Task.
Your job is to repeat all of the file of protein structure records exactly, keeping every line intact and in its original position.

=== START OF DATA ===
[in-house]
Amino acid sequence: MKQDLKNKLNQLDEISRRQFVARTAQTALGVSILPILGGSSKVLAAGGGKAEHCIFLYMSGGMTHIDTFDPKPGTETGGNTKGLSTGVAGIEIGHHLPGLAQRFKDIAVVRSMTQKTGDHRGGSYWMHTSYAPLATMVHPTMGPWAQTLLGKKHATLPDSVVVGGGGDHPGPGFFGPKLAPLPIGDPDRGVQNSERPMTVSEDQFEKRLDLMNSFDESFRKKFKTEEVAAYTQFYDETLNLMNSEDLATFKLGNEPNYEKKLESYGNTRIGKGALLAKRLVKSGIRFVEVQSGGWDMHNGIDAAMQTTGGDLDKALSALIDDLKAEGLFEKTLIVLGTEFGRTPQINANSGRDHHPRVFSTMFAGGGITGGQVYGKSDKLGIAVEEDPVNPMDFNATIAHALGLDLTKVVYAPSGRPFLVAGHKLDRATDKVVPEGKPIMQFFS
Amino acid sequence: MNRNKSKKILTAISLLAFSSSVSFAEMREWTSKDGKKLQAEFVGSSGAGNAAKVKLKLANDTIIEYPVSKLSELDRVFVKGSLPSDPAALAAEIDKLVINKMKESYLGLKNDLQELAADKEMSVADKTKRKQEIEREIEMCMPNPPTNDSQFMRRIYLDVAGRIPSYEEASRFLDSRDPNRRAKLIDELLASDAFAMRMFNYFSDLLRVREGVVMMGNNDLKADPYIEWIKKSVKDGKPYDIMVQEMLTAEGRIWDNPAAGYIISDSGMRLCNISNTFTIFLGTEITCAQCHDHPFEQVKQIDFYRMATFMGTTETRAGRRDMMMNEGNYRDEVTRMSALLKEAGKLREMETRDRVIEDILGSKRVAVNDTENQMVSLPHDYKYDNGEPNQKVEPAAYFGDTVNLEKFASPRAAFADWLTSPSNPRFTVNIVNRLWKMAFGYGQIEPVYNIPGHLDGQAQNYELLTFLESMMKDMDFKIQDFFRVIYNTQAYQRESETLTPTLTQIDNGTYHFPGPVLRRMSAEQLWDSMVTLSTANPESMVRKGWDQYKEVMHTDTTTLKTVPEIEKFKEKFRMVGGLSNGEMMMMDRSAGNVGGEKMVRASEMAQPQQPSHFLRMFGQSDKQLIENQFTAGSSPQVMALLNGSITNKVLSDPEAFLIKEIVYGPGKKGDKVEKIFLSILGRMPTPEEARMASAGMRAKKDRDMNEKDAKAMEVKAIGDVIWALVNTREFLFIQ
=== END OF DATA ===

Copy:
[in-house]
Amino acid sequence: MKQDLKNKLNQLDEISRRQFVARTAQTALGVSILPILGGSSKVLAAGGGKAEHCIFLYMSGGMTHIDTFDPKPGTETGGNTKGLSTGVAGIEIGHHLPGLAQRFKDIAVVRSMTQKTGDHRGGSYWMHTSYAPLATMVHPTMGPWAQTLLGKKHATLPDSVVVGGGGDHPGPGFFGPKLAPLPIGDPDRGVQNSERPMTVSEDQFEKRLDLMNSFDESFRKKFKTEEVAAYTQFYDETLNLMNSEDLATFKLGNEPNYEKKLESYGNTRIGKGALLAKRLVKSGIRFVEVQSGGWDMHNGIDAAMQTTGGDLDKALSALIDDLKAEGLFEKTLIVLGTEFGRTPQINANSGRDHHPRVFSTMFAGGGITGGQVYGKSDKLGIAVEEDPVNPMDFNATIAHALGLDLTKVVYAPSGRPFLVAGHKLDRATDKVVPEGKPIMQFFS
Amino acid sequence: MNRNKSKKILTAISLLAFSSSVSFAEMREWTSKDGKKLQAEFVGSSGAGNAAKVKLKLANDTIIEYPVSKLSELDRVFVKGSLPSDPAALAAEIDKLVINKMKESYLGLKNDLQELAADKEMSVADKTKRKQEIEREIEMCMPNPPTNDSQFMRRIYLDVAGRIPSYEEASRFLDSRDPNRRAKLIDELLASDAFAMRMFNYFSDLLRVREGVVMMGNNDLKADPYIEWIKKSVKDGKPYDIMVQEMLTAEGRIWDNPAAGYIISDSGMRLCNISNTFTIFLGTEITCAQCHDHPFEQVKQIDFYRMATFMGTTETRAGRRDMMMNEGNYRDEVTRMSALLKEAGKLREMETRDRVIEDILGSKRVAVNDTENQMVSLPHDYKYDNGEPNQKVEPAAYFGDTVNLEKFASPRAAFADWLTSPSNPRFTVNIVNRLWKMAFGYGQIEPVYNIPGHLDGQAQNYELLTFLESMMKDMDFKIQDFFRVIYNTQAYQRESETLTPTLTQIDNGTYHFPGPVLRRMSAEQLWDSMVTLSTANPESMVRKGWDQYKEVMHTDTTTLKTVPEIEKFKEKFRMVGGLSNGEMMMMDRSAGNVGGEKMVRASEMAQPQQPSHFLRMFGQSDKQLIENQFTAGSSPQVMALLNGSITNKVLSDPEAFLIKEIVYGPGKKGDKVEKIFLSILGRMPTPEEARMASAGMRAKKDRDMNEKDAKAMEVKAIGDVIWALVNTREFLFIQ